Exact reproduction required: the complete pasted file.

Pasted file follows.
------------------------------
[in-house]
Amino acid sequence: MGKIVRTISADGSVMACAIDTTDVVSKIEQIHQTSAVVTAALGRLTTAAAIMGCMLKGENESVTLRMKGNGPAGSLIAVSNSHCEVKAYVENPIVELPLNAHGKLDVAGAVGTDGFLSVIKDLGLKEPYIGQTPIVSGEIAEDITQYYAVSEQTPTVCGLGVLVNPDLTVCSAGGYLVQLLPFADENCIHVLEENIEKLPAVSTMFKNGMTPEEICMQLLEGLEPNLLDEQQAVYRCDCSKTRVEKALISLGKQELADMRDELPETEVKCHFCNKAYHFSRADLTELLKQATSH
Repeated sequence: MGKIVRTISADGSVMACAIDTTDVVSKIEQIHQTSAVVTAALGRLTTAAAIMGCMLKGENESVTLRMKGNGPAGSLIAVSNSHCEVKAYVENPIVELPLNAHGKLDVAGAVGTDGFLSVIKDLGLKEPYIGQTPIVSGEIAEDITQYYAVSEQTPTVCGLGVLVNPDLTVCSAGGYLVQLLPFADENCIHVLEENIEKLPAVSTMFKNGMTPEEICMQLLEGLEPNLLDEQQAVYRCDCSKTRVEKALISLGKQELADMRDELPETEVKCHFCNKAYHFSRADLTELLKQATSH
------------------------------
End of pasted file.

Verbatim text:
[in-house]
Amino acid sequence: MGKIVRTISADGSVMACAIDTTDVVSKIEQIHQTSAVVTAALGRLTTAAAIMGCMLKGENESVTLRMKGNGPAGSLIAVSNSHCEVKAYVENPIVELPLNAHGKLDVAGAVGTDGFLSVIKDLGLKEPYIGQTPIVSGEIAEDITQYYAVSEQTPTVCGLGVLVNPDLTVCSAGGYLVQLLPFADENCIHVLEENIEKLPAVSTMFKNGMTPEEICMQLLEGLEPNLLDEQQAVYRCDCSKTRVEKALISLGKQELADMRDELPETEVKCHFCNKAYHFSRADLTELLKQATSH
Repeated sequence: MGKIVRTISADGSVMACAIDTTDVVSKIEQIHQTSAVVTAALGRLTTAAAIMGCMLKGENESVTLRMKGNGPAGSLIAVSNSHCEVKAYVENPIVELPLNAHGKLDVAGAVGTDGFLSVIKDLGLKEPYIGQTPIVSGEIAEDITQYYAVSEQTPTVCGLGVLVNPDLTVCSAGGYLVQLLPFADENCIHVLEENIEKLPAVSTMFKNGMTPEEICMQLLEGLEPNLLDEQQAVYRCDCSKTRVEKALISLGKQELADMRDELPETEVKCHFCNKAYHFSRADLTELLKQATSH